Unimpressive weather outlooks for the remainder of the month combined with a fresh high for natural gas production to send forward prices mostly lower for the Nov. 14-20 period, according to NGI’s Forward Look.

However, sharp gains in the chillier western regions lifted the overall average for December up 2 cents, while January and the balance of winter (December-March) each slipped 3 cents on average.

Unlike last week, which brought about dramatic declines, losses across the majority of forward curves were rather subdued at less than a dime. That’s because the latest weather models have started to hint at chillier weather for December, with both the American and European models trending colder in recent runs.

In terms of projected demand over the next couple of weeks, Bespoke Weather Services early Thursday said it saw little change in the modeling compared to the previous 24 hours, but the end of the 11- to 15-day period in both the Global Ensemble Forecast System and the European Centre for Medium-Range Weather Forecasts is colder than normal. In addition, some of the western cold is appearing to spread eastward, which keeps concerns alive regarding colder risks to the month of December as a whole. The midday run of the Global Forecast System model maintained its outlook.

North Atlantic Oscillation blocking looks much weaker late in the 11- to 15-day, however, and the tropical forcing signal remains unclear, all of which when combined together keeps confidence below average, according to Bespoke. The firm still leans toward a milder turn moving deeper into December, even if temporary, “but need to see hints of this showing in the 15-day modeling before confidence can increase. Conversely, if the tropical forcing signal fades, support for turning warmer would fade as well, increasing colder risks.”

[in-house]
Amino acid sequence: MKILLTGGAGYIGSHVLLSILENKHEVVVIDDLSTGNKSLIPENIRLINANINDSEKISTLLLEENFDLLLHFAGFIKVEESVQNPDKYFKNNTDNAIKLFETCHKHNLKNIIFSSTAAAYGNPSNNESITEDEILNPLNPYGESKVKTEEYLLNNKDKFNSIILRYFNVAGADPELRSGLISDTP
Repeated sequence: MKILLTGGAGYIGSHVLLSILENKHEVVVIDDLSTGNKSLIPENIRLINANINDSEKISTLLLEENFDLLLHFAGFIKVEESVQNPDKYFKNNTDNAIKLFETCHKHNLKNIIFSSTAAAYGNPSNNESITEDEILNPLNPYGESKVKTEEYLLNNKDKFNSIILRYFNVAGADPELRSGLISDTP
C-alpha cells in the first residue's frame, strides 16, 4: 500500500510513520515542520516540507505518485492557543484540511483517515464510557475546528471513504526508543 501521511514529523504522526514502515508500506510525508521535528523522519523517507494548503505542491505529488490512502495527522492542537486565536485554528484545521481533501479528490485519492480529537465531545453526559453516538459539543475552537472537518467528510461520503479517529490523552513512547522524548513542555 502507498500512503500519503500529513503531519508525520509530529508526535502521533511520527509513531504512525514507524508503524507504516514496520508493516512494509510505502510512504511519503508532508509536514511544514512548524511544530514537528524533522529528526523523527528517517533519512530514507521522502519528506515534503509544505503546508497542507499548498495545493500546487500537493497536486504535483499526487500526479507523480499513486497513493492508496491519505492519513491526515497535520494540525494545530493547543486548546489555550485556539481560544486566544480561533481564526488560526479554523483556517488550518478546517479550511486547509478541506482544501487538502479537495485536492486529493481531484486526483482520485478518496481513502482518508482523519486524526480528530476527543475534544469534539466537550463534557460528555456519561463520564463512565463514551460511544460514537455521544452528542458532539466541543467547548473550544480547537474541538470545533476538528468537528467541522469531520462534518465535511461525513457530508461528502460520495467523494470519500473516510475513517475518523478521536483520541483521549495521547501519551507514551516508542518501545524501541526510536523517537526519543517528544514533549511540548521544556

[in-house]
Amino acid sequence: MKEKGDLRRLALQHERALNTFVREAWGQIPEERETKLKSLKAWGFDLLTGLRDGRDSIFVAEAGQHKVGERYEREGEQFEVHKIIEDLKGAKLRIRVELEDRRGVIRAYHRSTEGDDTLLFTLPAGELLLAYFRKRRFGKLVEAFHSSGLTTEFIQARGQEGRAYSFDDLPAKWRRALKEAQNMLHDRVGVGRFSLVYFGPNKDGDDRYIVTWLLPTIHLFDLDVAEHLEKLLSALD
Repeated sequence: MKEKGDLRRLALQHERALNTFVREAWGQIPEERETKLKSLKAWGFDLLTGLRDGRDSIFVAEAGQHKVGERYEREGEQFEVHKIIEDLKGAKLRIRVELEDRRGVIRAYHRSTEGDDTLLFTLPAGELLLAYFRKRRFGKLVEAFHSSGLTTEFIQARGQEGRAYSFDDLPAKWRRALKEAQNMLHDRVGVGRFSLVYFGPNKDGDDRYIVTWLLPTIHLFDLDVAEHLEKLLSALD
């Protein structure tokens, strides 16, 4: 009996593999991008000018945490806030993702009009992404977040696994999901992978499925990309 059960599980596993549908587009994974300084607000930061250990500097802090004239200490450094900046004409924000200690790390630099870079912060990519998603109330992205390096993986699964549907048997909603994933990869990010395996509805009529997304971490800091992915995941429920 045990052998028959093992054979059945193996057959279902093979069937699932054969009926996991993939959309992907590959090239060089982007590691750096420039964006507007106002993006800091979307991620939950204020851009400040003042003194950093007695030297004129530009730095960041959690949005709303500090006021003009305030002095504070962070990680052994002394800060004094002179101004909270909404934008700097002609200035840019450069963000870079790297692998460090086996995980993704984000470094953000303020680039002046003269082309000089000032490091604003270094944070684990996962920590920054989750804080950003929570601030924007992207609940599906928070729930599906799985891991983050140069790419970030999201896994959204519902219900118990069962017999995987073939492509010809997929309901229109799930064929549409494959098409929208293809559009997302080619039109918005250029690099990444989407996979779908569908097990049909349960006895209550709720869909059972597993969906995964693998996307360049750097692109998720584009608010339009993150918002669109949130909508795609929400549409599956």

NatGasWeather said it’s difficult to know how the markets will react to the data since the trend has been less impressive for Thanksgiving Day through the following Saturday, but it’s still plenty cold enough Dec. 1-5. The latest government storage data was also expected to sway the market given that it reflected the first widespread Arctic blast to hit the United States this winter.

Indeed, the first withdrawal of the season made a splash, coming in just 6 Bcf shy of the triple-digits and with a major surprise out of the South Central region.

The U.S. Energy Information Administration reported a 94 Bcf withdrawal for the week ending Nov. 15, landing on the high side of expectations and well above consensus.

Ahead of the report, a Bloomberg survey as of Wednesday afternoon showed a median prediction for an 88 Bcf pull, with estimated withdrawals ranging from 82 Bcf to 99 Bcf. Intercontinental Exchange EIA Financial Weekly Index futures settled Tuesday at minus 87 Bcf. NGI’s model predicted a 101 Bcf withdrawal.

Last year, EIA recorded a 109 Bcf pull for the period, and the five-year average is a withdrawal of 32 Bcf.

Bespoke said the reported 94 Bcf draw is “easily the tightest number we have seen in quite awhile.” That said, the firm still views the report as neutral overall because the market had “tail-event cold” last week, which significantly boosted power burns, which already looked notably looser this week.

Also, while the market failed to see the level of freeze-offs that it was concerned about, production was lower last week and has already made a new all-time high this week. “This tells us that the tight number is likely a one-off event, at least until we see the return of stronger cold back into the picture. This explains why the initial pop in price has, so far, been sold.”

To be sure, in the hour leading up to the EIA report, the December Nymex gas futures contract had been trading around $2.550-2.570. As the figure crossed trading screens at 10:30 a.m. ET, the front month briefly rallied to as high as $2.590 before receding back to around pre-report trade levels. The prompt month went on to settle Thursday at $2.567, up just eight-tenths of a cent day/day.

Broken down by region, the South Central reported a 33 Bcf withdrawal, including a 20 Bcf pull from nonsalt facilities and a 14 Bcf draw from salts, according to EIA. The Midwest reported a 37 Bcf withdrawal, and the East pulled 23 Bcf from storage. Only minor changes were seen in the Pacific and Mountain regions.

Working gas in storage as of Nov. 15 stood at 3,638 Bcf, which is 506 Bcf above year-ago levels and 60 Bcf below the five-year average, EIA said.

If current weather forecasts hold, the 94 Bcf aggregate withdrawal would be the third-largest pull until mid-January, according to EBW Analytics Group. The market is recognizing that “even this sizable draw will be insufficient to narrow the year/year storage surplus -- and further increases in the surplus are likely into early December -- depleting support for the Nymex front month.”